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# art is science is art

In Silico Flurries: Computing a world of snow. Scientific American. 23 December 2017

# visualization + design

The 2017 Pi Day art imagines the digits of Pi as a star catalogue with constellations of extinct animals and plants. The work is featured in the article Pi in the Sky at the Scientific American SA Visual blog.

# $\pi$ Day 2014 Art Posters

2017 $\pi$ day
2016 $\pi$ approximation day
2016 $\pi$ day
2015 $\pi$ day
2014 $\pi$ approx day
2014 $\pi$ day
2013 $\pi$ day
Circular $\pi$ art

On March 14th celebrate $\pi$ Day. Hug $\pi$—find a way to do it.

For those who favour $\tau=2\pi$ will have to postpone celebrations until July 26th. That's what you get for thinking that $\pi$ is wrong.

If you're not into details, you may opt to party on July 22nd, which is $\pi$ approximation day ($\pi$ ≈ 22/7). It's 20% more accurate that the official $\pi$ day!

Finally, if you believe that $\pi = 3$, you should read why $\pi$ is not equal to 3.

All art posters are available for purchase.
I take custom requests.

For the 2014 $\pi$ day, two styles of posters are available: folded paths and frequency circles.

The folded paths show $\pi$ on a path that maximizes adjacent prime digits and were created using a protein-folding algorithm.

The frequency circles colourfully depict the ratio of digits in groupings of 3 or 6. Oh, look, there's the Feynman Point!

## the many paths of $pi$—how to fold numbers

Pi Day art for 2014 is based on the idea of folding the digits of the number into a path. Here one of the most energetically favourable paths is mapped onto a circle — planet π (zoom)

This year's Pi Day art expands on the work from last year, which showed Pi as colored circles on a grid. For those of you who really liked this minimalist depiction of π , I've created something slightly more complicated, but still stylish: Pi digit frequency circles. These are pretty and easy to understand. If you like random distribution of colors (and circles), these are your thing.

But to take drawing Pi a step further, I've experimented with folding its digits into a path. The method used is the same kind used to simulate protein folding. Research into protein folding is very active — the 3-dimensional structure of proteins is necessary for their function. Understanding how structure is affected by changes to underlying sequence is necessary for identifying how things go wrong in a cell.

Folding a protein in 2-dimensions is a difficult challenge. The problem is NP-complete, even when restricted to a lattice. Simulations are used to search for energetically favourable paths. The ultimate goal is to be able to predict the 3-dimensional structure of proteins from its sequence. Images from Wikipedia. (2d folding, 3d shapes)
Enough with proteins, you're here for the art.

## method — folding a number

I will be using the replica exchange Monte Carlo algorithm to create folded paths (download code).

Folding a number | Digits of a number are assigned to a polar (black) or hydrophobic state (red). We search for a path that maximizes the number of neighbours assigned to the hydrophobic (red) state. In this example, the 64 digit number of 7s and 9s has an energy of -42, indicating the path has 42 pairs of neighbouring 7s.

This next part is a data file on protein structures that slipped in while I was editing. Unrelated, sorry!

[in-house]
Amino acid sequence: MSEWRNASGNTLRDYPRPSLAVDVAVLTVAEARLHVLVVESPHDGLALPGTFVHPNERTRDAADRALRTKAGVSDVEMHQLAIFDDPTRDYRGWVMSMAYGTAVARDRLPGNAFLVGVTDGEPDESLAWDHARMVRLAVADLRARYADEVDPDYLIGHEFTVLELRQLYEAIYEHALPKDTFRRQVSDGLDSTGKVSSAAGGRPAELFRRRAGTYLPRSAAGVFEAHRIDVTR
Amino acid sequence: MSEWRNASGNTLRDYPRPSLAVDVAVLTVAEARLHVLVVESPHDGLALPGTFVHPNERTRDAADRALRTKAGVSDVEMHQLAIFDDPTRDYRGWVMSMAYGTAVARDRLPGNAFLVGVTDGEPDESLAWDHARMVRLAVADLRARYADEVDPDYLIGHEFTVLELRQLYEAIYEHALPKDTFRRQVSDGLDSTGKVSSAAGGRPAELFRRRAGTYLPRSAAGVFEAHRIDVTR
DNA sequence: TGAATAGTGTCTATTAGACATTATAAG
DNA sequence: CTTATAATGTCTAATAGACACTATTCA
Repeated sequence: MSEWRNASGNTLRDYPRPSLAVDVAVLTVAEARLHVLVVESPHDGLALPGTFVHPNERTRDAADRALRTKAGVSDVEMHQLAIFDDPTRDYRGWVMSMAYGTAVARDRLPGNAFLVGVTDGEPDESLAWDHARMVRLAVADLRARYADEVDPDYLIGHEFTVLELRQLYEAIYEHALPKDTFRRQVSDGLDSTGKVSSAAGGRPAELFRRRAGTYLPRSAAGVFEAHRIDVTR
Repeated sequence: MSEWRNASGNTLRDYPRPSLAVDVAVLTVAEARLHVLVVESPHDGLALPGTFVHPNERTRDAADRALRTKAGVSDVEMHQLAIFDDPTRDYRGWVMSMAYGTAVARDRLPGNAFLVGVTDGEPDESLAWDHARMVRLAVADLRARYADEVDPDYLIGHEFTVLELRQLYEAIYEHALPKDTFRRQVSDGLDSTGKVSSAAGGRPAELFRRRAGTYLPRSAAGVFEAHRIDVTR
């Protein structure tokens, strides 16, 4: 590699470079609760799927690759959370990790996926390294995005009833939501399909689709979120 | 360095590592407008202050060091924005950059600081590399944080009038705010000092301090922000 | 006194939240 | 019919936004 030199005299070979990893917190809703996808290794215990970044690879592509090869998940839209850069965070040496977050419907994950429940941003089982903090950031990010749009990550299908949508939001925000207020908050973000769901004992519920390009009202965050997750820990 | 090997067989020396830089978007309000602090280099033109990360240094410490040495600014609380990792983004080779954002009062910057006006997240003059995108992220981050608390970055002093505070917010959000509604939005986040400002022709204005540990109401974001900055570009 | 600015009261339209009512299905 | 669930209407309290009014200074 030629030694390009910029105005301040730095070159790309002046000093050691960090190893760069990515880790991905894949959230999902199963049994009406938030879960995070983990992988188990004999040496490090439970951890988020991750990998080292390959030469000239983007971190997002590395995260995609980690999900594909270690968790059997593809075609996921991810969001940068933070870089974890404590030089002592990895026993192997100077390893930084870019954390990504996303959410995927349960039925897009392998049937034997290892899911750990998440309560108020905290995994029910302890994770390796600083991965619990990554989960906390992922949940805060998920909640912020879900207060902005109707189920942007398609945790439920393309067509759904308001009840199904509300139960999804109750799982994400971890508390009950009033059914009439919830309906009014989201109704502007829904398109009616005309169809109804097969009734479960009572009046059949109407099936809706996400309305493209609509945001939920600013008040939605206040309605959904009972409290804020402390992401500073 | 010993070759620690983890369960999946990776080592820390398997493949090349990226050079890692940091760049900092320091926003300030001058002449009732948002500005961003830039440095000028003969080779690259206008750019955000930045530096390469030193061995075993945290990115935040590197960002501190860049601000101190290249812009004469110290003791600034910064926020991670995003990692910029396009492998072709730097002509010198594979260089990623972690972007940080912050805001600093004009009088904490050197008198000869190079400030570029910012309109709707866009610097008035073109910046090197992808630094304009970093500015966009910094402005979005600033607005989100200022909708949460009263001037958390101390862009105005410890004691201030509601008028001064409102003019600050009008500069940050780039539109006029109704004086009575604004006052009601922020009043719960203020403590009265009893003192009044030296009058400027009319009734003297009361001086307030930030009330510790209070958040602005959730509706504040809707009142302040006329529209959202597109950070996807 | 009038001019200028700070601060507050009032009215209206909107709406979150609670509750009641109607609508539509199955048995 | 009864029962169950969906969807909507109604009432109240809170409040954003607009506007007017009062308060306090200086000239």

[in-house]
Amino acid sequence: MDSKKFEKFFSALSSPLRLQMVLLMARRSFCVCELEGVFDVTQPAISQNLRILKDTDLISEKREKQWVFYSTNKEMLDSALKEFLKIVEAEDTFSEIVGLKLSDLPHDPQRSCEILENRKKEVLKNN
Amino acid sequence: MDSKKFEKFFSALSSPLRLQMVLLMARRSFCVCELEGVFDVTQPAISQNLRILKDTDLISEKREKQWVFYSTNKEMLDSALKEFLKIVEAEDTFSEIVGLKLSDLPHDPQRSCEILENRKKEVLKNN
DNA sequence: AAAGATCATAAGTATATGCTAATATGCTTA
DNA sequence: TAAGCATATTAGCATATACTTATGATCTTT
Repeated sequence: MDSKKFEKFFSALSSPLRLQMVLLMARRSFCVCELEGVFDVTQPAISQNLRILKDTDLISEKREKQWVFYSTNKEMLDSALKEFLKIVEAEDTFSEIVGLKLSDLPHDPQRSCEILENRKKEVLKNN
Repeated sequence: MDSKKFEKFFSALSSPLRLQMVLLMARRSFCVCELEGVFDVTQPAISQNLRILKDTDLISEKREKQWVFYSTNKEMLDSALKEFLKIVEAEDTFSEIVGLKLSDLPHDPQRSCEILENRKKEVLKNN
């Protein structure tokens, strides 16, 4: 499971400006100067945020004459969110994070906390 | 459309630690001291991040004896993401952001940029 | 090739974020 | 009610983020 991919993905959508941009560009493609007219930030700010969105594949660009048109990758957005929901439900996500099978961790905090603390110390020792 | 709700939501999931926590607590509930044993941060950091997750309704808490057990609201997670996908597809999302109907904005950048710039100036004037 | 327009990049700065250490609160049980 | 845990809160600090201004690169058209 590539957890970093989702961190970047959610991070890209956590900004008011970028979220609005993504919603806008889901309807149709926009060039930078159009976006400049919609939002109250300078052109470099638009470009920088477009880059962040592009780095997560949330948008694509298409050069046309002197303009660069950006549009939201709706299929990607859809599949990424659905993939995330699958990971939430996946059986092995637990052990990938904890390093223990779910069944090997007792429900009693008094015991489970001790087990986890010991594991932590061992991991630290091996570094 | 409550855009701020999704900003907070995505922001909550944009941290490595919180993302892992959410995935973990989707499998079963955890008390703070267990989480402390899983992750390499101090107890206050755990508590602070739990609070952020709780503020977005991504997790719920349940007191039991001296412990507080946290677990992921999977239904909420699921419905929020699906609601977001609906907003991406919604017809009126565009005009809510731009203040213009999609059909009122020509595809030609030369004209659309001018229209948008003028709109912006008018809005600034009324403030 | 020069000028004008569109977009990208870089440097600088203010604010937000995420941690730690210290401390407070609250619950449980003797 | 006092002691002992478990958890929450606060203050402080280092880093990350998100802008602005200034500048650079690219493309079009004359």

The choice of mapping between digit (0-9) and state (polar, hydrophobic) is arbitrary. I have chosen to assign the prime digits (2, 3, 5, 7) as hydrophobic. Another way can be to use perfect squares (1, 2, 4, 9). I construct the path by assigning each digit to a path node. One can partition π into two (or more) digit groupings (31, 41, 59, 26, ...) as well.

Want more math + art? Look at 2013 Pi Day art, discover the Accidental Similarity Number and other number art. Find humor in my poster of the first 2,000 4s of Pi.

## folding 64 digits of π

Folding Pi | Prime digits in π (2, 3, 5, 7) are assigned a hydrophobic state. The best path is one that maximizes the number of neighbouring prime digits. The path shown here as $E=-23$, indicating 23 neighbouring pairs. A color scheme after the Bauhaus style will be used for the art, with a different scheme for white and black backgrounds.

The quality of the path will depend on how hard you look. Each time the folding simulation is run you run the chance of finding a better solution. For the 64 digits of π shown above, I ran the simulation 500 times and found over 200 paths with the same low energy. It's interesting to note that the path with $E=-22$ was found in <1 second and it took most of the computing time to find the next move.

Below I show 100 paths of 64-digits with $E=-23$, sorted by their aspect ratio.

100 lowest energy paths | These are 100 $E=-23$ 64-digit paths — there are many more paths with this energy. The paths are in increasing order of aspect ratio (width/height). First is 6x14 (0.429) and last is 8x9 (0.889). (zoom)

Running the simulation for 64 digits is very practical — it takes only a few minutes. In a sectino below, I show you how to run your own simulation.

## folding 768 digits of π — the Feynman Point

Let's fold more digits! How about 768 digits — all the way to "...999999". This is the famous The Feynman Point in π where we see the first set of six 9s in row. This happens surprisingly early — at digit 762. In this sequence there are 298 prime digits with the other 470 being composite.

Folding 768 digits of Pi | The best path I could find of the first 768 digits of π with $E=-223$ (width=38, height=52, r=0.73, cm=1, cmabs=13). (zoom)

I have chosen not to emphasize the start and end of the path — finding them is part of the fun (You are haven't fun, aren't you?). The end is easier to spot — the 6 9s stand out. Finding the start, on the other hand, is harder.

## (d,n) points in π — sequences of repeating digits

The Feynman Point is a specific instance of repeating digits, which I call (d,n) points.

You can read more about these locations, where I have enumerated all such locations in the first 268 million digits of π .

## Optimal paths of π up to Feynman Point

Below is a list of the 20 best paths that I've been able to find. They range from $E=-223$ to $E=-219$. I annotate each path with a few geometrical properties, such as width, height, area and so on. In some of the art these properties annotate the path (energy x×y r cm,cmabs).